Boil Water Notice—Can I Wash My Face, Take a Shower? Texas Advisory Explained

Boil water notices have been issued across Texas, where record low temperatures amid severe winter storm conditions have damaged water pipes.

Residents can resume most daily activities, such washing your face and taking a shower, but will need to take certain precautions while the boil water notices are in place.

"For safety and water/energy conservation, current water boil notices require you to do many essential and household activities differently," the Texas Department of State Health Services (DSHS) tweeted Thursday.

The U.S. Centers for Disease Control and Prevention (CDC) notes: "If your local health authorities issue a boil water advisory, you should use bottled water or boil tap water because your community's water is, or could be, contaminated with germs that can make you sick."

Here we outline the precautions to take under a boil water notice.

Drinking and preparing food

Residents are recommended to use bottled or boiled water for drinking as well as cooking and preparing food. Tap water should be boiled even if it is filtered, the CDC advises.

"Do not use water from any appliance connected to your water line, such as ice and water from a refrigerator.

"If bottled water is not available, bring water to a full rolling boil for one minute (at elevations above 6,500 feet, boil for one minutes), then allow it to cool before use," the CDC explained.

The national health body also noted: "Breastfeeding is the best infant feeding option. If you formula feed your child, provide ready-to-use formula, if available."

Taking a bath or shower

Residents can take a shower or bathe themselves under a boil water notice but should be careful not to swallow any water during the activity, the CCD warned.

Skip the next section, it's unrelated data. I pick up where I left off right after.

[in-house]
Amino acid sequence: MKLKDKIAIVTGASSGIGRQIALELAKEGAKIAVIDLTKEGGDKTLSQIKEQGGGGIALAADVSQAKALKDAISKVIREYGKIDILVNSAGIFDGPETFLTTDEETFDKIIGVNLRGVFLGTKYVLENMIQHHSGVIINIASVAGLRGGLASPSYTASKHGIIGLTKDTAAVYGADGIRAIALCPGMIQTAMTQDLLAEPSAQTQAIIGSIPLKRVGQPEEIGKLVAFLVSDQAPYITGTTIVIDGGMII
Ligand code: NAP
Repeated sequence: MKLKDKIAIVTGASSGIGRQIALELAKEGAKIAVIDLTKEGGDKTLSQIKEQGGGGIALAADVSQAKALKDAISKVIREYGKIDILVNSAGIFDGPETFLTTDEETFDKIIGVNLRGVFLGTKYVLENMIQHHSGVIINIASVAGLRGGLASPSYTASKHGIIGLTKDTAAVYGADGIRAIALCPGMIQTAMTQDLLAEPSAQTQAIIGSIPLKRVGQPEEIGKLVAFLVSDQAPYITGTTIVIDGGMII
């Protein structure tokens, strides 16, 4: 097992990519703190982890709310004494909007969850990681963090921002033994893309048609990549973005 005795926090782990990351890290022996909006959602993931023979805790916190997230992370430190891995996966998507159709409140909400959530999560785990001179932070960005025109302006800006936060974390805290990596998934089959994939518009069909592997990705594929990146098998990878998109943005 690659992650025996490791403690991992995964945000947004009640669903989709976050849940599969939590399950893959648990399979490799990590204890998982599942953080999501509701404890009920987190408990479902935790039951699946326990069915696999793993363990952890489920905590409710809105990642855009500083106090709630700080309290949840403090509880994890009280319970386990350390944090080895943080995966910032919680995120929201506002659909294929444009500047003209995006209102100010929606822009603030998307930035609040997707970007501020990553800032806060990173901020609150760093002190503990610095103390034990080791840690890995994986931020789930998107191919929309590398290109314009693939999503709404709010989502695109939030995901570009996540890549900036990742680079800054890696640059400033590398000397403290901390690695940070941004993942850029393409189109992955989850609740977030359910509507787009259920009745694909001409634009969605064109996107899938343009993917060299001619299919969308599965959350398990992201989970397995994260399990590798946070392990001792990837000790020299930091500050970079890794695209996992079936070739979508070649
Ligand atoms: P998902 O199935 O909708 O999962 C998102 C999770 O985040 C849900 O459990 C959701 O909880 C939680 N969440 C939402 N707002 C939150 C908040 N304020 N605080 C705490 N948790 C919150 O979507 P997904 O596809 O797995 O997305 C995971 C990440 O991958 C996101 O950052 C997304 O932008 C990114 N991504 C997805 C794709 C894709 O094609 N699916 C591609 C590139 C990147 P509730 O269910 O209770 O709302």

Caution should be taken when bathing babies or young children. "Consider giving them a sponge bath to reduce the chance of them swallowing water," the CDC noted.

Brushing teeth

Use boiled, bottled or disinfected water when brushing your teeth. "Do not use untreated tap water," the CDC warned.

Washing hands

Tap water used with soap "should be safe to wash hands," but residents are advised to check the latest guidance from local officials, the DSHS said.

The CDC advises: "In most cases, it is safe to wash your hands with soap and tap water during a Boil Water Advisory. Follow the guidance from your local public health officials.

"Be sure to scrub your hands with soap and water for at least 20 seconds, and rinse them well under running water.

"If soap and water are not available, use an alcohol-based hand sanitizer containing at least 60 percent alcohol," the CDC added.

Washing dishes

Disposable plates, cups and utensils should be used under a boil water notice, if possible, while all baby bottles need to be sterilized, the CDC advises.

"Household dishwashers generally are safe to use if the water reaches a final rinse temperature of at least 150 degrees Fahrenheit (65.55°Celsius), or if the dishwater has a sanitizing cycle," the CDC notes.

Those washing dishes by hand are advised to follow the instructions below:

  • "Wash and rinse the dishes as you normally would using hot water.
  • "In a separate basin, add 1 teaspoon of unscented household liquid bleach for each gallon of warm water.
  • "Soak the rinsed dishes in the water for at least one minute.
  • "Let the dishes air dry completely before using again," the CDC said.

Household cleaning and laundry

The CDC notes it is safe to wash clothes as you would normally under a boil water notice.

For cleaning surfaces as well as toys, residents are advised to use bottled or boiled water or water that has been disinfected with bleach. See instructions for how to disinfect water using bleach at the CDC website.

Plant and pet care

Tap water is safe to use for watering household plants and gardens under a boil water advisory. Pets should also be given bottled or boiled water once it has been cooled for drinking, the CDC advises.

Waco Texas winter storm February 2021
A mailbox is seen frozen in Waco, Texas on February 17 amid the ongoing winter storm. Boil water notices have been issued across the state as record low temperatures damaged water pipes across the state. Matthew Busch/AFP via Getty Images

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